6. Zainul NH, Ma ZF, Besari A, Siti Asma H, Rahman RA, Collins DA, et al.
    Epidemiol. Infect., 2017 Oct;145(14):3012-3019.
    PMID: 28891459 DOI: 10.1017/S0950268817002011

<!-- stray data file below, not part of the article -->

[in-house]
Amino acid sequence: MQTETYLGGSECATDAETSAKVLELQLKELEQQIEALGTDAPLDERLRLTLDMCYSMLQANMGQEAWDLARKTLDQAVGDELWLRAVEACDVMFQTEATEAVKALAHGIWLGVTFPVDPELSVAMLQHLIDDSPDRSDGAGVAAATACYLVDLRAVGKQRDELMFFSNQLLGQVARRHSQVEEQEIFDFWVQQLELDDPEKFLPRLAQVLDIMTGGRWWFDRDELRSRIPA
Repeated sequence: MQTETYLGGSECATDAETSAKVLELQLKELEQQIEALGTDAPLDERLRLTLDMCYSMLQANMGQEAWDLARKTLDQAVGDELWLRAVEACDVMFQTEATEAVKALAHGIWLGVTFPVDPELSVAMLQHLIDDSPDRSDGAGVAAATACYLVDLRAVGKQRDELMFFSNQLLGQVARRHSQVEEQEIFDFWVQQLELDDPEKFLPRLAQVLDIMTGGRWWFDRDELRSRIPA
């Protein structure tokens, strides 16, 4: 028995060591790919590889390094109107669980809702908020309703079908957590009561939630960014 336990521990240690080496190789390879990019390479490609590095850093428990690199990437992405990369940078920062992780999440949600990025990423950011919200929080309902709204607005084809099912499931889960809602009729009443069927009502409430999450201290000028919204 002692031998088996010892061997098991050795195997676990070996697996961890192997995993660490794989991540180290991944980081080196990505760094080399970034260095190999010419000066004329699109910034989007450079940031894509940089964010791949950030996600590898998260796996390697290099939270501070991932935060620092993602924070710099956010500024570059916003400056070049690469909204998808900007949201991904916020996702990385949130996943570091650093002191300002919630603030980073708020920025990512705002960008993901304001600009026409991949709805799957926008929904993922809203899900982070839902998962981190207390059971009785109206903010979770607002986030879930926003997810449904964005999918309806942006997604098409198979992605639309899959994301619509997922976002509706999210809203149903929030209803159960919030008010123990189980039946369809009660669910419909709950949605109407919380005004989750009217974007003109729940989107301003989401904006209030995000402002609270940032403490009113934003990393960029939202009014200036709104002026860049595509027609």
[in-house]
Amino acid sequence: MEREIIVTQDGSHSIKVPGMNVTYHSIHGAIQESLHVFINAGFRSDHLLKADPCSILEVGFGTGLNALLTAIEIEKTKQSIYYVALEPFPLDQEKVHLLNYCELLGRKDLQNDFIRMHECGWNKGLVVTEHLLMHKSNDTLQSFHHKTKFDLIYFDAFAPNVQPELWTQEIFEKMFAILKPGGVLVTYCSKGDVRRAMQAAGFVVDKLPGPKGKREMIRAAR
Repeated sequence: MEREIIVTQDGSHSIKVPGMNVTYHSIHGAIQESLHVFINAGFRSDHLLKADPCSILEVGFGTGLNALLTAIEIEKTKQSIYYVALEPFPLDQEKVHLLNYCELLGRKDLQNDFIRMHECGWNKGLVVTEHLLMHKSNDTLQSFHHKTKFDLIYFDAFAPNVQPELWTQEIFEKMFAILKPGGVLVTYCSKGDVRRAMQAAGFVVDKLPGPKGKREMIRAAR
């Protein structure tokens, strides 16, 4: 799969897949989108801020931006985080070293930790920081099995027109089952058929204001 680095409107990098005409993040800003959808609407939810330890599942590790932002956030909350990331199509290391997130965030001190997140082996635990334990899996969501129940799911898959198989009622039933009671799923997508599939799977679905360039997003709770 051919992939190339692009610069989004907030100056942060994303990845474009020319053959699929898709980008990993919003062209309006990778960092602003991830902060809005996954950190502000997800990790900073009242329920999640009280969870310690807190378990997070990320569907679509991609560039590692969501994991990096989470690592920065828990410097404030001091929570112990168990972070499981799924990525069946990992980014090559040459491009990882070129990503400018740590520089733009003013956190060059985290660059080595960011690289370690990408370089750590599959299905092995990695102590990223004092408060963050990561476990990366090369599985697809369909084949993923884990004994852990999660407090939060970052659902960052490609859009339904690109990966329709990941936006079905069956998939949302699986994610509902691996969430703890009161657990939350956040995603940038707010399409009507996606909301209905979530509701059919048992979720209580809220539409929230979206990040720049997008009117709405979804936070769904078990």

Little is known about Clostridium difficile infection (CDI) in Asia. The aims of our study were to explore (i) the prevalence, risk factors and molecular epidemiology of CDI and colonization in a tertiary academic hospital in North-Eastern Peninsular Malaysia; (ii) the rate of carriage of C. difficile among the elderly in the region; (iii) the awareness level of this infection among the hospital staffs and students. For stool samples collected from hospital inpatients with diarrhea (n = 76) and healthy community members (n = 138), C. difficile antigen and toxins were tested by enzyme immunoassay. Stool samples were subsequently analyzed by culture and molecular detection of toxin genes, and PCR ribotyping of isolates. To examine awareness among hospital staff and students, participants were asked to complete a self-administered questionnaire. For the hospital and community studies, the prevalence of non-toxigenic C. difficile colonization was 16% and 2%, respectively. The prevalence of CDI among hospital inpatients with diarrhea was 13%. Out of 22 C. difficile strains from hospital inpatients, the toxigenic ribotypes 043 and 017 were most common (both 14%). In univariate analysis, C. difficile colonization in hospital inpatients was significantly associated with greater duration of hospitalization and use of penicillin (both P < 0·05). Absence of these factors was a possible reason for low colonization in the community. Only 3% of 154 respondents answered all questions correctly in the awareness survey. C. difficile colonization is prevalent in a Malaysian hospital setting but not in the elderly community with little or no contact with hospitals. Awareness of CDI is alarmingly poor.